I appreciated this post of C J Westerberg’s on The Daily Riff blog in which she addresses labelling of parents and parenting behaviours.  I have posted on this topic previously as well.  We may create and apply such labels to help solve or clarify a problem — but does it really help?  C J wonders what we are really talking about,

It’s about context.  And place.  And time. And most importantly, behaviors just may depend upon the quality of relationships in the learning process, in and out of school. But how often are we really talking about and thinking about the quality of the relationships in school?

Our society has come a long way in deterring the labelling of children, I think.  Why does it seem to continue so much for parents?  I think it works against efforts to seek to understand parenting trends or confusing behaviour, especially in the context of education.  I thought C J summed up the collective “dance” well in her last sentence on her post,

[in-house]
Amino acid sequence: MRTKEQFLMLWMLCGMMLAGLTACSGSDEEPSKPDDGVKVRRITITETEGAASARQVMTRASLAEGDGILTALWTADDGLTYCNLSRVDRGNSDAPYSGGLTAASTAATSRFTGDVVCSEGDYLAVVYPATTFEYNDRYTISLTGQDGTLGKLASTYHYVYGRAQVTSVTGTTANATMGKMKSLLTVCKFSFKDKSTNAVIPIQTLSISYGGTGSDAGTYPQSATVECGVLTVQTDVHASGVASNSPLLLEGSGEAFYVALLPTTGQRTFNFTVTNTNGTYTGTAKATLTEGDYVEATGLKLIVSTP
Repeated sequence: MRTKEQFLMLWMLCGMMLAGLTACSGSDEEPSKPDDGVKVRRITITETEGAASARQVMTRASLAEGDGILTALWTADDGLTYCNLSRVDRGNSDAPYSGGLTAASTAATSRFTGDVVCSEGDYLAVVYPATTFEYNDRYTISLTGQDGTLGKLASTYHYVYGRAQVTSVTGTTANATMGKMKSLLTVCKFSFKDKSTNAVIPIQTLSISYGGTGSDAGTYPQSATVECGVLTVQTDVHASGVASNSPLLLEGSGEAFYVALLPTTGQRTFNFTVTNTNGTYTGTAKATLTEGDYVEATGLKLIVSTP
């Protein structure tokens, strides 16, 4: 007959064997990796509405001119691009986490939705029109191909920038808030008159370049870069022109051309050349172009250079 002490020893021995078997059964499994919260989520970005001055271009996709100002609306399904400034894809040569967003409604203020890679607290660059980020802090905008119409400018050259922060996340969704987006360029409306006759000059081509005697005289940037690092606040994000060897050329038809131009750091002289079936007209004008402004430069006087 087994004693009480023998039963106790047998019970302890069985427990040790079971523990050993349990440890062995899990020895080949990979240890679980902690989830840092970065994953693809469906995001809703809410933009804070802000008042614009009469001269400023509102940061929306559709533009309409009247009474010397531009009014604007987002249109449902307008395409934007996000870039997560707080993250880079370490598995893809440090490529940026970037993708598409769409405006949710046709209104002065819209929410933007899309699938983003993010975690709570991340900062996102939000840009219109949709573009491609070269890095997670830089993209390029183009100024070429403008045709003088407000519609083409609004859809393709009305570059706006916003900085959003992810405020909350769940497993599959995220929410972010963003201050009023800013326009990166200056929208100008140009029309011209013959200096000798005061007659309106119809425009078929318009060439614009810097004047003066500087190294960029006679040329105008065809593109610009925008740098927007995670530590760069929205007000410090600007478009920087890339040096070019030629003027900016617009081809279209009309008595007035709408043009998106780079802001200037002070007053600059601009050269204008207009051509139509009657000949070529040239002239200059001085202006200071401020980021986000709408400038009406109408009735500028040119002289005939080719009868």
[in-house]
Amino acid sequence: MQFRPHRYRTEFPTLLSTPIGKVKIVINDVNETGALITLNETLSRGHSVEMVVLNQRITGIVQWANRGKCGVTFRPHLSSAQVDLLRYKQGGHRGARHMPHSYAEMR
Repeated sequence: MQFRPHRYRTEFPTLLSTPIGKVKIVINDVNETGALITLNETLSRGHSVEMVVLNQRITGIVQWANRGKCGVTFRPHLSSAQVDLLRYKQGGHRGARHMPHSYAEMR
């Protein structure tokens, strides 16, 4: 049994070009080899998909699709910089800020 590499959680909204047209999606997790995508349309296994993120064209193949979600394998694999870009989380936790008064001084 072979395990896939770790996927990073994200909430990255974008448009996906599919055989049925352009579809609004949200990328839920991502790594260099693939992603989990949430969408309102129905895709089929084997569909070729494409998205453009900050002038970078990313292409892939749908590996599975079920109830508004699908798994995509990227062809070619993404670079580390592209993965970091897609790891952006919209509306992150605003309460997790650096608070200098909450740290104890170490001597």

Until higher education entrance standards change, parents, teachers and students will always be dancing between learning or getting better grades and test scores because sometimes those trains don’t meet.

A recent post by Carolyn Durley, a teacher and parent, also captures the complexities in trying to understand the purpose of classroom assessment.

We all want to be understood, but do we seek to understand — about each other… and learning?

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